Reminiscing in the Car on the Way to the Funeral Parlor

A Poem by Kimberly A. Bolton

Like I was sayin’,
it wasn’t all bad times,
there was good times, too.
No money, so’s we had to
make our own fun.

The men back then was
mostly farmers an’ field hands;
They was a hard-workin’ bunch;
worked hard an’ played hard, too.
Come the weekend,
they needed to blow off a lil steam
after bein’ in the fields all week long.
The dance hall was a pop’lar place
on Saturdee nights.
Wasn’t no fancy announcements an’ whatnot,
like they got now;
You just showed up, an’ if’n you played
the fiddle er a guitar er a banjo er some such
you brought it with you an’ you
was part-a the band what played that night.
There was always food what the ladies brung
from home an’ some pop to warsh it
down with, maybe a jar er two a
white lightnin’ out back so’s the men
could sneak a nip now an’ then.
But ever-body showed up,
nobody wanted to miss out on a good time.

Even folks what lived outside
the county came,
an’ that’s how the trouble started,
doncha know.
The Cotton boys all got along,
fer the most part,
‘cept this here one time when
ol’ Dwight went at it with
Hulitt over Hulitt’s geese gettin’
into his garden an’ ruinin’ his
tamaters an’ his rhubarb.

Geese have a hankerin’ fer rhubarb,
an’ they loved Dwight’s rhubarb more’n most,
don’t know why.
Rhubarb is rhubarb, seems like,
Exceptin’ the geese, I reckon.

But fer the most part,
the Cotton boys all got along.
Throw an outsider into the mix
an’ the fight was on.
Now our boys didn’t start
the fights, but they’d finish ‘em
right enough an’ that’s a fact.
Got so’s the owner of the dance hall
kept a axe handle behind
the counter to keep the peace,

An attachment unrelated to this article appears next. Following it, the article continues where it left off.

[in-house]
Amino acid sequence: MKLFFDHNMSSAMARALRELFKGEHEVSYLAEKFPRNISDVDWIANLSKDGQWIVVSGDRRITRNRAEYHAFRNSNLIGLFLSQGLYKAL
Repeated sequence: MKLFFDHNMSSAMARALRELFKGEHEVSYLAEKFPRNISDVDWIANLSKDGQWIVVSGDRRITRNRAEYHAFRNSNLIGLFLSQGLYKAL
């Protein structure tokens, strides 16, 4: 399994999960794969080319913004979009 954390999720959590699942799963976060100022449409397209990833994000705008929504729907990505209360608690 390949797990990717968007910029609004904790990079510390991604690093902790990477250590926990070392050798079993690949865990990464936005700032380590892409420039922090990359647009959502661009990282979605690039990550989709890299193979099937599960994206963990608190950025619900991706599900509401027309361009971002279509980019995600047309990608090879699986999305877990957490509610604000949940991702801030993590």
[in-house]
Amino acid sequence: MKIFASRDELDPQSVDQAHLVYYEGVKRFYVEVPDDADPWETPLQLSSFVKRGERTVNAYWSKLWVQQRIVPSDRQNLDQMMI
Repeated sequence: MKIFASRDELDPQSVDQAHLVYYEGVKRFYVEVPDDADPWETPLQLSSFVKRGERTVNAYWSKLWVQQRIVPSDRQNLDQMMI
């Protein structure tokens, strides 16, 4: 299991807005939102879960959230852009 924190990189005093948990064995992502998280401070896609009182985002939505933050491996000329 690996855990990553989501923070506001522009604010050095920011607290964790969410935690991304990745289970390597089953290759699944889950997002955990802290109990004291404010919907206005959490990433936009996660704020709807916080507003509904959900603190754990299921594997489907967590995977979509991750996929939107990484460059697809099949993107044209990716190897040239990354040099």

an’ sometimes that didn’t always work.
Why this here one time
this feller from over to Otterville
was a causin’ trouble at one a the dances,
an’ the owner chased him outside threatin’
with his axe handle.
Now this here Otterville feller, he was
purty stout an’ could more’n hold his own.
He grabbed fer that axe handle an’ got
a-holt of it an’ threw it in the brush,
an’ just ‘bout that time, here come
ol’ Wade with a baseball bat;
now where he come up with a baseball bat
at the dance hall is anybody’s guess,
but Wade he took that baseball bat an’
cracked this other feller over the head.
Liked to brought him to his knees.
Didn’t knock him out, tho’,
blood all runnin’ down his face,
an’ then, wouldncha know, one a the
bunch this Otterville feller came with,
was ‘bout to haul an’ plant his fist on
the Porter boy’s jaw when Porter’s sister
grabbed up a empty beer bottle an’ smashed
it right on his head.

Never seen a girl do that afore,
an’ that was the end-a that, let me tell you.
Run them Otterville fellers clean outta Cotton,
an’ they never come back neither.

Yessir, Cotton boys’d go outside an’ settle
their business, then go back in the dance hall,
grab their girl an’ finish their dancin’-

Well, looks like we’re here,
an’ in plenty a time, too-
Ain’t never seen so many cars
in one parkin’ lot before,
ain’t been to the fun’ral parlor
since the Hofstettler boy
got tangled up in his combine
a couple years back;
if that wasn’t an awful mess-

Yessiree, Saturdee nights at the
Cotton dance hall was the place to be.

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One thought on “Reminiscing in the Car on the Way to the Funeral Parlor

  1. Pingback: The Kimberly A. Bolton Series of Poems | Our Day's Encounter

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